The Rise of the Robots
By skewing the gains of the new economy to a few, robots weaken the chief engine of growth , middle class demand. As labour becomes uneconomic relative to machines, purchasing power diminishes. The US economy produces more than a third more today than it did in 1998 with the same-sized labour force and a significantly larger population. — Read the complete FT review
What are the jobs of the future? How many will there be? And who will have them? We might imagine and hope that today’s industrial revolution will unfold like the last. Even as some jobs are eliminated, more will be created to deal with the new innovations of a new era.
In Rise of the Robots, Silicon Valley entrepreneur Martin Ford argues that this is absolutely not the case. As technology continues to accelerate and machines begin taking care of themselves, fewer people will be necessary. Artificial intelligence is already well on its way to making “good jobs” obsolete: many paralegals, journalists, office workers and even computer programmers are poised to be replaced by robots and smart software. As progress continues, blue and white collar jobs alike will evaporate, squeezing working and middle class families ever further.
At the same time, households are under assault from exploding costs, especially from the two major industries education and health care that, so far, have not been transformed by information technology. The result could well be massive unemployment and inequality as well as the implosion of the consumer economy itself.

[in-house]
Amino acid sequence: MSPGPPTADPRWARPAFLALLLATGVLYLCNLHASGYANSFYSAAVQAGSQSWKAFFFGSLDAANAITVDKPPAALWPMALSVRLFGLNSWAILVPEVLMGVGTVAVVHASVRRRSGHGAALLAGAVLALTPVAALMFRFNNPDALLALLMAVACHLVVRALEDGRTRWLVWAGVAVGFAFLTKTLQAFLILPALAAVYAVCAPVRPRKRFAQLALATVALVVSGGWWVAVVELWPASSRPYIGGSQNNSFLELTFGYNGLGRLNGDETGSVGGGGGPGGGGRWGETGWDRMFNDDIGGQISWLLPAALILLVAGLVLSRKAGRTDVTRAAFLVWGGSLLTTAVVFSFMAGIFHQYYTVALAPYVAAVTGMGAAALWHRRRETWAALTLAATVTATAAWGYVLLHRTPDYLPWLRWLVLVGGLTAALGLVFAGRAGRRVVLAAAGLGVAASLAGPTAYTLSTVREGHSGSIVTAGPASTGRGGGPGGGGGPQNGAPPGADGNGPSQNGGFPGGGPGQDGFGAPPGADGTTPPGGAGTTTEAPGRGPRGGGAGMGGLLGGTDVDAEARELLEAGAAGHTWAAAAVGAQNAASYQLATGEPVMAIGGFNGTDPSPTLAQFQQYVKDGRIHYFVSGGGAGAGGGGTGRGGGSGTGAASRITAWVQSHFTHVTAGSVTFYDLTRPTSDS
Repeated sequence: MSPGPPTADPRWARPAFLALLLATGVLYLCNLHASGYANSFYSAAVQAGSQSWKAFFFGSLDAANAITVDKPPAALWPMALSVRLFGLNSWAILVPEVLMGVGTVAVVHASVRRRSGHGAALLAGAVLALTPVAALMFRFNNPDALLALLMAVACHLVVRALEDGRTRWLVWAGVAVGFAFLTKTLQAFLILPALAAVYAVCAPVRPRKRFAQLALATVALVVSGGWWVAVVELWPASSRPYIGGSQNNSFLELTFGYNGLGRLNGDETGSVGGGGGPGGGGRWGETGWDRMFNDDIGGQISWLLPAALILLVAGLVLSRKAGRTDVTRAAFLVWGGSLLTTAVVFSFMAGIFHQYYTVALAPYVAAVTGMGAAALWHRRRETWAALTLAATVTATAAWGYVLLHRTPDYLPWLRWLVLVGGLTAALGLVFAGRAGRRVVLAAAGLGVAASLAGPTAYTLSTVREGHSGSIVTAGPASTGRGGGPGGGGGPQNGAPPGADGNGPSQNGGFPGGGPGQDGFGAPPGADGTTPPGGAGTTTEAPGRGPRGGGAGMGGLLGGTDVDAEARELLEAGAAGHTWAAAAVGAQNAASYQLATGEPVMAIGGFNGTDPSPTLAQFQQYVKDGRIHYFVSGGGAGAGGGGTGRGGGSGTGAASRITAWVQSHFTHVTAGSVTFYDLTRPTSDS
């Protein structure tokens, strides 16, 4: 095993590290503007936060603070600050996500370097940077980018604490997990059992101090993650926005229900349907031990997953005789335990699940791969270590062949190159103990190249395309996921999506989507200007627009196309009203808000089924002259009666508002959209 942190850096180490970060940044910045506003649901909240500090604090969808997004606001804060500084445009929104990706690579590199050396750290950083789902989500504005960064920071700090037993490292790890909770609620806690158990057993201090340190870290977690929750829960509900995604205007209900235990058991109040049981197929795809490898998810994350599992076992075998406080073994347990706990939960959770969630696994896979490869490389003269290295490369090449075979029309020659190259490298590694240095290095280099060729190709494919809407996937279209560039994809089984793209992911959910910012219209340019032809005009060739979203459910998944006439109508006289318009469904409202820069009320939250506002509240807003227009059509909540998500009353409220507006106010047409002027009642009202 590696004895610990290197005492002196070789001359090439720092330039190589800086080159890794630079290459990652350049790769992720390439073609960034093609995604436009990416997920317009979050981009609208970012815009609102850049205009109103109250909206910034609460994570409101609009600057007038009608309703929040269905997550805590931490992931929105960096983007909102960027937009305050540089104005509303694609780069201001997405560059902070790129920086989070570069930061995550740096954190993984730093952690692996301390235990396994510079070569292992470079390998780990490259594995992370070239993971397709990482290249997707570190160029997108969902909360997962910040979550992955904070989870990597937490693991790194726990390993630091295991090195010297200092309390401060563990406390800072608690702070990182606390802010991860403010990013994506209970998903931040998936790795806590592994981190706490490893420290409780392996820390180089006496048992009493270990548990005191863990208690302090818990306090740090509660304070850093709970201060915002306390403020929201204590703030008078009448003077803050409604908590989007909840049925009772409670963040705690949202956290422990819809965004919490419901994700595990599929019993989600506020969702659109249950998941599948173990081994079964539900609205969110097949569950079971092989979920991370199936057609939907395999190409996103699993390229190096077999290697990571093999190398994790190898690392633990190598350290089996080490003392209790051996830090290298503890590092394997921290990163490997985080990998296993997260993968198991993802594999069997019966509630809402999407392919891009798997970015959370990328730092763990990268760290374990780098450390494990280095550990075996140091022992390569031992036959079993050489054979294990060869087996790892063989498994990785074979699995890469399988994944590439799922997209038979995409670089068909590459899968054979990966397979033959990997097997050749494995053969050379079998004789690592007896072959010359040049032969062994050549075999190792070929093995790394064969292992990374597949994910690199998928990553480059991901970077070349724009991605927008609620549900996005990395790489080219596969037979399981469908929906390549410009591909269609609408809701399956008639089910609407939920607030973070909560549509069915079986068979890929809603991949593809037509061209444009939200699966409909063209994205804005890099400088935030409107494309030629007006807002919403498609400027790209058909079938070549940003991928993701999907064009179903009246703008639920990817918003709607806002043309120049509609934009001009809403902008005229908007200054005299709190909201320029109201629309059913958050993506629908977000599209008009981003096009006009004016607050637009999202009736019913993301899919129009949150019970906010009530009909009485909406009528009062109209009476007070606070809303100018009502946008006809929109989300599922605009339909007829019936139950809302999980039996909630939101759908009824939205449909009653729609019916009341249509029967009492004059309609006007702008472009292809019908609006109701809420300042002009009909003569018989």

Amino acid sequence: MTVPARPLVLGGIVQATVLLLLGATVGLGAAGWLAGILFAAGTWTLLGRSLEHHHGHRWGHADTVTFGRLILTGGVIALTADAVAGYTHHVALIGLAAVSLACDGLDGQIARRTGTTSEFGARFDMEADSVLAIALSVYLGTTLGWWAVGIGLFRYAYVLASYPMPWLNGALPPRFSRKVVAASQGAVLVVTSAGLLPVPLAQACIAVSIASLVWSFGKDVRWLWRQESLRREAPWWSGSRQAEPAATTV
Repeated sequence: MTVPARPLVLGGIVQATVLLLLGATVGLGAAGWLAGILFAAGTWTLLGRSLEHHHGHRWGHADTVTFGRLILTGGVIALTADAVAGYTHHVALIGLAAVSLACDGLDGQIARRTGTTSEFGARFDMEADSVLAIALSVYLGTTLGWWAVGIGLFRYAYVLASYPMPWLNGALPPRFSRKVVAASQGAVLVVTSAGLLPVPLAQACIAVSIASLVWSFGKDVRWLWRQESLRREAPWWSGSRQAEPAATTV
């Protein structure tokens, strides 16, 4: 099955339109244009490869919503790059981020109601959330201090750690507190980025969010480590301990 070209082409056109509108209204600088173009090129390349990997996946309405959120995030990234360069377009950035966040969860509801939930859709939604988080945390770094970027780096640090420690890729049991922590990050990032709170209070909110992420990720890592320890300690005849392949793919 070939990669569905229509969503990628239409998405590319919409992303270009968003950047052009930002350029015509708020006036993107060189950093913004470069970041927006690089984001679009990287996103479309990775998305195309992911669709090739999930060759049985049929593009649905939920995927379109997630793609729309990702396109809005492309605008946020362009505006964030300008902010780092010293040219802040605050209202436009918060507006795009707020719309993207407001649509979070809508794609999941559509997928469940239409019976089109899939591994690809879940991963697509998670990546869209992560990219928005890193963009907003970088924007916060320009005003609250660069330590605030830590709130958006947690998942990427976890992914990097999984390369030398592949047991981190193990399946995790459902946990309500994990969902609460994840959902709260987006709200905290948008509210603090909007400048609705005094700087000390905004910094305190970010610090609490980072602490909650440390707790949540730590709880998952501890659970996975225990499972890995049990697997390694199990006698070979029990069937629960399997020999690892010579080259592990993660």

In Rise of the Robots, Ford details what machine intelligence and robotics can accomplish and implores employers, scholars and policy makers alike to face the implications. The past solutions to technological disruption, especially more training and education, aren’t going to work and we must decide, now, whether the future will see broad based prosperity or catastrophic levels of inequality and economic insecurity. Rise of the Robots is essential reading for anyone who wants to understand what accelerating technology means for their own economic prospects not to mention those of their children, as well as for society as a whole.